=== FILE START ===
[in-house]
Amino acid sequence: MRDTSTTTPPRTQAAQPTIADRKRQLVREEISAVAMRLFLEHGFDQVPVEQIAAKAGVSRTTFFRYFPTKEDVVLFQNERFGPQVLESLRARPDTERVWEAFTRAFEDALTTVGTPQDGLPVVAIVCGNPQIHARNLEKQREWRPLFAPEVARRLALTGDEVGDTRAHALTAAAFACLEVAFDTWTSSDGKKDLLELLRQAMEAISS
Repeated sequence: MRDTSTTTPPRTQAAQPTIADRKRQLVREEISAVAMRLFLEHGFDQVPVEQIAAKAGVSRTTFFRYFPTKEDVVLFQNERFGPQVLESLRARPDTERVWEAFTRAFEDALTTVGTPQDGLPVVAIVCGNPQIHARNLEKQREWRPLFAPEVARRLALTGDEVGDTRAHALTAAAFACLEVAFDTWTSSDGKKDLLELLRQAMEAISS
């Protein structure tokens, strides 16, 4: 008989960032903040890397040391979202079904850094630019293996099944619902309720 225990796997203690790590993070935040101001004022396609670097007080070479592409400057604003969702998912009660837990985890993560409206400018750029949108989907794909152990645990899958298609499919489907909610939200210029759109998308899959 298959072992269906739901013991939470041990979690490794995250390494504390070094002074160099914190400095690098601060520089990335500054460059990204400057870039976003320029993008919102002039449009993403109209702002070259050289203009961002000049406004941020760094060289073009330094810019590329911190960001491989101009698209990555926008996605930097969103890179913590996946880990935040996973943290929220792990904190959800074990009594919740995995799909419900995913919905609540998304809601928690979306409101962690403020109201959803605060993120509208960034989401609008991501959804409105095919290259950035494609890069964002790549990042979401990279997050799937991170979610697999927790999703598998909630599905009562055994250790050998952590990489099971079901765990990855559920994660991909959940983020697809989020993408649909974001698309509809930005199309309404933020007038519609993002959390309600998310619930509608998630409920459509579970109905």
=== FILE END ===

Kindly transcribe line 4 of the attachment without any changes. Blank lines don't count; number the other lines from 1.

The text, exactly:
């Protein structure tokens, strides 16, 4: 008989960032903040890397040391979202079904850094630019293996099944619902309720 225990796997203690790590993070935040101001004022396609670097007080070479592409400057604003969702998912009660837990985890993560409206400018750029949108989907794909152990645990899958298609499919489907909610939200210029759109998308899959 298959072992269906739901013991939470041990979690490794995250390494504390070094002074160099914190400095690098601060520089990335500054460059990204400057870039976003320029993008919102002039449009993403109209702002070259050289203009961002000049406004941020760094060289073009330094810019590329911190960001491989101009698209990555926008996605930097969103890179913590996946880990935040996973943290929220792990904190959800074990009594919740995995799909419900995913919905609540998304809601928690979306409101962690403020109201959803605060993120509208960034989401609008991501959804409105095919290259950035494609890069964002790549990042979401990279997050799937991170979610697999927790999703598998909630599905009562055994250790050998952590990489099971079901765990990855559920994660991909959940983020697809989020993408649909974001698309509809930005199309309404933020007038519609993002959390309600998310619930509608998630409920459509579970109905």